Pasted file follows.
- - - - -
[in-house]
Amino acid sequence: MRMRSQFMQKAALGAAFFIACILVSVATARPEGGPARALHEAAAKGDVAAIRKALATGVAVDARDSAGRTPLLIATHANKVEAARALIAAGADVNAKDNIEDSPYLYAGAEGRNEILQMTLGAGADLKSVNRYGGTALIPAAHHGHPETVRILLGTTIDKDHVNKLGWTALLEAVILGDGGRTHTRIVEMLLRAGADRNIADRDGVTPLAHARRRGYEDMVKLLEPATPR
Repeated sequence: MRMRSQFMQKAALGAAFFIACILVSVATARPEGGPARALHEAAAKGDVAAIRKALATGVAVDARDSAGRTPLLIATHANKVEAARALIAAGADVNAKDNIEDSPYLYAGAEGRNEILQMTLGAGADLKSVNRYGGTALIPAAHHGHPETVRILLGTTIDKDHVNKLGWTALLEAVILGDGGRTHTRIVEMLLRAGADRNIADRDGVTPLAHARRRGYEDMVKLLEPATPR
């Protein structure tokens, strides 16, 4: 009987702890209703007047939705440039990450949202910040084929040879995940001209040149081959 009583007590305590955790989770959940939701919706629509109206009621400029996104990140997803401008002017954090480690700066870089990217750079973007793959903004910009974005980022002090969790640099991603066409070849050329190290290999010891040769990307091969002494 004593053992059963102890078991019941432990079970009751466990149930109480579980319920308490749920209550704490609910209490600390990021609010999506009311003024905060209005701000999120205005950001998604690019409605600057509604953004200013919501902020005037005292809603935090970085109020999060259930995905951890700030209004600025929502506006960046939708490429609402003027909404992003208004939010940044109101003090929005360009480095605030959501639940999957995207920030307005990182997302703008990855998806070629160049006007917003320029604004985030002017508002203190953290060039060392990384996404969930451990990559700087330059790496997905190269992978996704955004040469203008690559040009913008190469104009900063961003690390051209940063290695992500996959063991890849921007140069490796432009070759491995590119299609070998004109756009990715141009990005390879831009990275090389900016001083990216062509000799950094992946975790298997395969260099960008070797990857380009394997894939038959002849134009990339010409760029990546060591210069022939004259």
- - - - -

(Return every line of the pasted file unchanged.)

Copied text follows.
[in-house]
Amino acid sequence: MRMRSQFMQKAALGAAFFIACILVSVATARPEGGPARALHEAAAKGDVAAIRKALATGVAVDARDSAGRTPLLIATHANKVEAARALIAAGADVNAKDNIEDSPYLYAGAEGRNEILQMTLGAGADLKSVNRYGGTALIPAAHHGHPETVRILLGTTIDKDHVNKLGWTALLEAVILGDGGRTHTRIVEMLLRAGADRNIADRDGVTPLAHARRRGYEDMVKLLEPATPR
Repeated sequence: MRMRSQFMQKAALGAAFFIACILVSVATARPEGGPARALHEAAAKGDVAAIRKALATGVAVDARDSAGRTPLLIATHANKVEAARALIAAGADVNAKDNIEDSPYLYAGAEGRNEILQMTLGAGADLKSVNRYGGTALIPAAHHGHPETVRILLGTTIDKDHVNKLGWTALLEAVILGDGGRTHTRIVEMLLRAGADRNIADRDGVTPLAHARRRGYEDMVKLLEPATPR
């Protein structure tokens, strides 16, 4: 009987702890209703007047939705440039990450949202910040084929040879995940001209040149081959 009583007590305590955790989770959940939701919706629509109206009621400029996104990140997803401008002017954090480690700066870089990217750079973007793959903004910009974005980022002090969790640099991603066409070849050329190290290999010891040769990307091969002494 004593053992059963102890078991019941432990079970009751466990149930109480579980319920308490749920209550704490609910209490600390990021609010999506009311003024905060209005701000999120205005950001998604690019409605600057509604953004200013919501902020005037005292809603935090970085109020999060259930995905951890700030209004600025929502506006960046939708490429609402003027909404992003208004939010940044109101003090929005360009480095605030959501639940999957995207920030307005990182997302703008990855998806070629160049006007917003320029604004985030002017508002203190953290060039060392990384996404969930451990990559700087330059790496997905190269992978996704955004040469203008690559040009913008190469104009900063961003690390051209940063290695992500996959063991890849921007140069490796432009070759491995590119299609070998004109756009990715141009990005390879831009990275090389900016001083990216062509000799950094992946975790298997395969260099960008070797990857380009394997894939038959002849134009990339010409760029990546060591210069022939004259």